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Good Shepherd Centre kitchen stays open to ensure vulnerable population receive meals

“I told everyone that we would keep going because we have too many people who rely on us”
Good Shepherd Centre kitchen stays open to ensure vulnerable population receive meals

When the novel coronavirus began spreading into Canada, nobody knew how they would be affected, if at all. But many organizations who deal with our vulnerable population were well into preparations and were ready to implement plans on a moment’s notice.

“It was March 11 when we got the call that everything was changing,” says Matthew Bruzas, lead hand at The Good Shepherd Centre kitchen. “I told everyone that we would keep going because we have too many people who rely on us.”

The fact is, the kitchen staff make meals for up to 600 people a day during normal times.

There was a lot to consider. The dining room at The Good Shepherd Centre is spacious but is inadequate when guests must be accommodated while maintaining a two-metre distance.

And what if the coronavirus sickened our staff and volunteers, and only one or two people could work the normally bustling kitchen.

Following an urgent brainstorming session, a plan was developed.

Only two clients who were staying at the men’s shelter could sit at a table in the dining room, thus maintaining the two-metre requirement. Community lunches would be handed out in prepared packages that contain nutritious meals. And a two-week supply of cooked protein was prepared so that a skeleton crew would only have to cook vegetables and starches.

It all worked out. The prepared meals now contain two meat sandwiches, hard-boiled eggs, crackers, fruit and a muffin. The menu, which is carefully considered to help build up the immunity of members of the community who are particularly at risk, is switched every week so guests receive a variety of meals.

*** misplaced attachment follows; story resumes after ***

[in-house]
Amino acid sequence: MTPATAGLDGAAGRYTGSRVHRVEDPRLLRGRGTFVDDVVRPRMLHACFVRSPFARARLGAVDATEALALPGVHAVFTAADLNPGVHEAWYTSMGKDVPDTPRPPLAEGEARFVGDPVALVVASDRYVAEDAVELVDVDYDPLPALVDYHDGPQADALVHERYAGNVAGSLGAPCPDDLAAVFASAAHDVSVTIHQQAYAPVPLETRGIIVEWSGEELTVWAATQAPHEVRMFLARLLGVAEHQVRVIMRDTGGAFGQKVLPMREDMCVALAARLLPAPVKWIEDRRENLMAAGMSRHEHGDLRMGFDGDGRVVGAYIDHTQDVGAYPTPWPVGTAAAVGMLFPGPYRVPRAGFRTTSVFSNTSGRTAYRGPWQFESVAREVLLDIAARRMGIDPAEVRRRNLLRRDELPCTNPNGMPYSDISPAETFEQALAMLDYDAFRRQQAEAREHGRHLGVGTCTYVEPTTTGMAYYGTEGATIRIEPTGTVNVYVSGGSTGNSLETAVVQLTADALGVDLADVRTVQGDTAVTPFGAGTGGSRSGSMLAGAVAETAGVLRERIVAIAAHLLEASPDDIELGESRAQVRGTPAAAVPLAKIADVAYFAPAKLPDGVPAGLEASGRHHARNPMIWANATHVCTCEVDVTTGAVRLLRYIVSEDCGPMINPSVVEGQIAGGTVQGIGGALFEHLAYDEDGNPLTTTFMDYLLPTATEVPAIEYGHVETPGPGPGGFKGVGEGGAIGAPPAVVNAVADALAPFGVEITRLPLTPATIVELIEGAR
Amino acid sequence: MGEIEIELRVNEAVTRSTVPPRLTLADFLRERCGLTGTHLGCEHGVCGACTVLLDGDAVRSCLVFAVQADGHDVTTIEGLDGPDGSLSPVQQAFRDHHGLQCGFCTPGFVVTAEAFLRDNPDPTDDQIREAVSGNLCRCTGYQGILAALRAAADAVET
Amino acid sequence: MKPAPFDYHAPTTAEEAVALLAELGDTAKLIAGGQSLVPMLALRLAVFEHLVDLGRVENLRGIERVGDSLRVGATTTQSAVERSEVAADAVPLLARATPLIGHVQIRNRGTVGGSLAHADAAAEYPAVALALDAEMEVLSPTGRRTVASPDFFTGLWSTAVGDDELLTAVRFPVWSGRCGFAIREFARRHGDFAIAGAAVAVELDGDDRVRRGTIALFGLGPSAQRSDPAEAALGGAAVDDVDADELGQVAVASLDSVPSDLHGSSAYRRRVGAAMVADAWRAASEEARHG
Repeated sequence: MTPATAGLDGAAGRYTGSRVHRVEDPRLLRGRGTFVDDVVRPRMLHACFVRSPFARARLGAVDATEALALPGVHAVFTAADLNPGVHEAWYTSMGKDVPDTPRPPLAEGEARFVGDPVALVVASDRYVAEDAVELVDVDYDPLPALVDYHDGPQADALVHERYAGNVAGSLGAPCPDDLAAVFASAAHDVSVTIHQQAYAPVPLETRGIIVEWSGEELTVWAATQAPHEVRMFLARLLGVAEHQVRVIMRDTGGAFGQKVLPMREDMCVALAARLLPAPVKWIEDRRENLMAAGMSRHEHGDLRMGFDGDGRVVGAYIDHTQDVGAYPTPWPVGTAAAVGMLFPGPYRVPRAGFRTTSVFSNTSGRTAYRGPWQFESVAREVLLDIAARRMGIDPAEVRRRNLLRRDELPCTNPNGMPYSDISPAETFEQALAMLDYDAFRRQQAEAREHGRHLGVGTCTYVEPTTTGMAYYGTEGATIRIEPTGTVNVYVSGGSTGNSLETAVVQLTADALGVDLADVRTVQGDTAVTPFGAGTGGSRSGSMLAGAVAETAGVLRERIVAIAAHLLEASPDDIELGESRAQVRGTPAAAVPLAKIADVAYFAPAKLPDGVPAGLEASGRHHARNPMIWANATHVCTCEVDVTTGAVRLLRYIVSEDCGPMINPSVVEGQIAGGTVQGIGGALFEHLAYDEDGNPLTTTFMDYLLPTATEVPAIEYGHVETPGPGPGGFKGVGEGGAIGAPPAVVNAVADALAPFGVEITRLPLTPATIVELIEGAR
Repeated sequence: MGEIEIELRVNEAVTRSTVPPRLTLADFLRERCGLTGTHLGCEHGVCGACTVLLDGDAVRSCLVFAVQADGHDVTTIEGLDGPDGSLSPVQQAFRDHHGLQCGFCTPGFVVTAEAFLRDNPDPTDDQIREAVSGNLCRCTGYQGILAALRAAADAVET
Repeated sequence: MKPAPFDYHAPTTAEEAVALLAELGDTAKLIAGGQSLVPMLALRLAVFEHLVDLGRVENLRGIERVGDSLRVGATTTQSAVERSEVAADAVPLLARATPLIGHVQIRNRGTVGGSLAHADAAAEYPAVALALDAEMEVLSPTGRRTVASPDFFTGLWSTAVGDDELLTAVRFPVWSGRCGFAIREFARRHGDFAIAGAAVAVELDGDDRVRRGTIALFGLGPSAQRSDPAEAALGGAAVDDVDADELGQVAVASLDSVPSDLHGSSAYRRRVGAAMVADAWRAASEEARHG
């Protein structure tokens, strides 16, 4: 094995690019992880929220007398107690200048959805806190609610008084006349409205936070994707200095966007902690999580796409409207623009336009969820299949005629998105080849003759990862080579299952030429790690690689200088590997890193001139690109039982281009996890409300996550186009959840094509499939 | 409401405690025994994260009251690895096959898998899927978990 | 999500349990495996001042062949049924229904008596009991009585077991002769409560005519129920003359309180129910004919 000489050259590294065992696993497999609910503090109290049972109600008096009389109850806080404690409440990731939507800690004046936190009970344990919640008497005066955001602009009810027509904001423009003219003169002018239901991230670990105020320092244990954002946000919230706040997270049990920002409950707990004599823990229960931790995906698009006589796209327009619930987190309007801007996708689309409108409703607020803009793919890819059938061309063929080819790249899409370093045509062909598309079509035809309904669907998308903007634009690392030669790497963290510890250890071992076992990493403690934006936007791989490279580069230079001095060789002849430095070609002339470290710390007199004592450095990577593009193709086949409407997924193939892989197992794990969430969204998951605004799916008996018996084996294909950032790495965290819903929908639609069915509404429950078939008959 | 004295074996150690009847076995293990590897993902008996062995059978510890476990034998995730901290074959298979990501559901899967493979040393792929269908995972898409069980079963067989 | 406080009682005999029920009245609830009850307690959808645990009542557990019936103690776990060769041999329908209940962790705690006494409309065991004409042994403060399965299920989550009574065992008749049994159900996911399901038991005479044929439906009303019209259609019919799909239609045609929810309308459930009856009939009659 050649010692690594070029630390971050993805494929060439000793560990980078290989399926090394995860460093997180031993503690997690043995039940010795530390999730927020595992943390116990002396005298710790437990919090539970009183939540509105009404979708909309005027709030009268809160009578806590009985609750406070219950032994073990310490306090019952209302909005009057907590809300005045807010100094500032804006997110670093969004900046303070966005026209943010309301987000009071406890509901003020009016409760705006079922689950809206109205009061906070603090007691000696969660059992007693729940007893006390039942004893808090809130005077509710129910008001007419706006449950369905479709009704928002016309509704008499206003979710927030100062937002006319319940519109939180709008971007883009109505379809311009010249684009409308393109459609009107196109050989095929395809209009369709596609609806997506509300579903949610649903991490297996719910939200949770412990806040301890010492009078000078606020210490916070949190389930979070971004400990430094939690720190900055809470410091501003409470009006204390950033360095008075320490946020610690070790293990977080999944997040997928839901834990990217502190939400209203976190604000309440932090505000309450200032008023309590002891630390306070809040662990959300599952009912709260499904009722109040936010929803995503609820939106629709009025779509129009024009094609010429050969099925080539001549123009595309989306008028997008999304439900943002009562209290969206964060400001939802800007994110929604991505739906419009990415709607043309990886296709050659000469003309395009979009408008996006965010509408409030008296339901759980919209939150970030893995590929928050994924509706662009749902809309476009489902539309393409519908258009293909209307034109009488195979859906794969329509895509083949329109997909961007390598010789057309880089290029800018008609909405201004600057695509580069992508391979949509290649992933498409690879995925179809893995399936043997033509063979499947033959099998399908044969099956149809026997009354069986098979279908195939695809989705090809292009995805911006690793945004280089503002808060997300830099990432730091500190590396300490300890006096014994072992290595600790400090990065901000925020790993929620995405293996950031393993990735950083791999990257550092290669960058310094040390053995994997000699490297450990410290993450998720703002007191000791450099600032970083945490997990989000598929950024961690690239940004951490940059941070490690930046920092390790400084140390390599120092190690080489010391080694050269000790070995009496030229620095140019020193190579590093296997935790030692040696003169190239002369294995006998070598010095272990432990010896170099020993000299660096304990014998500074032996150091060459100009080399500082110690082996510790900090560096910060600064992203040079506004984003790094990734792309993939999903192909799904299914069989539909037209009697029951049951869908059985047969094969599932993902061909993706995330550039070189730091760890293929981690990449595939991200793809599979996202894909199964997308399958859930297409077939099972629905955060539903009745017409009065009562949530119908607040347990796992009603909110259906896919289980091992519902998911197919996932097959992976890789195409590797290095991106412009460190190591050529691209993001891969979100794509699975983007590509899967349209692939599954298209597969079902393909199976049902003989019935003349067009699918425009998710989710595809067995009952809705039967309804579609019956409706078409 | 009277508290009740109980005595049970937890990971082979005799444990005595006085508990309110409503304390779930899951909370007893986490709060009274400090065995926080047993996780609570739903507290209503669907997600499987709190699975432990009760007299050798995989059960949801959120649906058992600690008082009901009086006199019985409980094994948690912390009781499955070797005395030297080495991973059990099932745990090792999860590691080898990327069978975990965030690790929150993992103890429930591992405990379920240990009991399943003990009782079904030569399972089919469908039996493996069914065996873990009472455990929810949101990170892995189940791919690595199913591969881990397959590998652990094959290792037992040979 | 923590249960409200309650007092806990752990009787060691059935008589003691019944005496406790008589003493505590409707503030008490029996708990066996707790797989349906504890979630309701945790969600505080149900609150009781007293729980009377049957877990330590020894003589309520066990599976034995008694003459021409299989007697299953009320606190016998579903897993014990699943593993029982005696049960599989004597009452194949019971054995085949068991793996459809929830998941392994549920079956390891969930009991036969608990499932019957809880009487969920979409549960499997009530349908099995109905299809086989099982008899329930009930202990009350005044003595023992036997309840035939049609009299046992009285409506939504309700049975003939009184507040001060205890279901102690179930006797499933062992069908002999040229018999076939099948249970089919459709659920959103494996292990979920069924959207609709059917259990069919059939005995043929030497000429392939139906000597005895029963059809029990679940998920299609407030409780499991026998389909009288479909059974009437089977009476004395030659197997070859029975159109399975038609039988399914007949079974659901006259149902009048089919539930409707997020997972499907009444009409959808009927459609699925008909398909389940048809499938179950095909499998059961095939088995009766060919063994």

It all worked out. The prepared meals now contain two meat sandwiches, hard-boiled eggs, crackers, fruit and a muffin. The menu, which is carefully considered to help build up the immunity of members of the community who are particularly at risk, is switched every week so guests receive a variety of meals.

Fortunately, the community also saw the dilemma faced by social service agencies and their clients, and stepped up.

“We have had an onslaught of food donations, which helped us out so much,” says Matthew. “We’ve been able to use everything. Thankfully, nothing has been thrown out.”

Small businesses and corporations have been particularly generous despite the fact that they are also reeling from the effects of the pandemic.

“When the pandemic first started, I think we had every restaurant in the city come to us with their food. We could barely get anything else into our fridge,” says Matthew, who remains astounded by the continuing displays of generosity.

Soon, larger corporations like Starbucks, VIA Rail and Flamboro Downs began regularly sending more high-quality food to Good Shepherd. Now, Care4Cause, a non-profit in Brampton is sending hundreds of prepared meals on a weekly basis to lessen the load on Good Shepherd.

Matthew, like all of us at Good Shepherd, are grateful for the kindness shown by the community. After all, it’s not the organization that ultimately benefits from the donations, it’s the people.

© 2020 Good Shepherd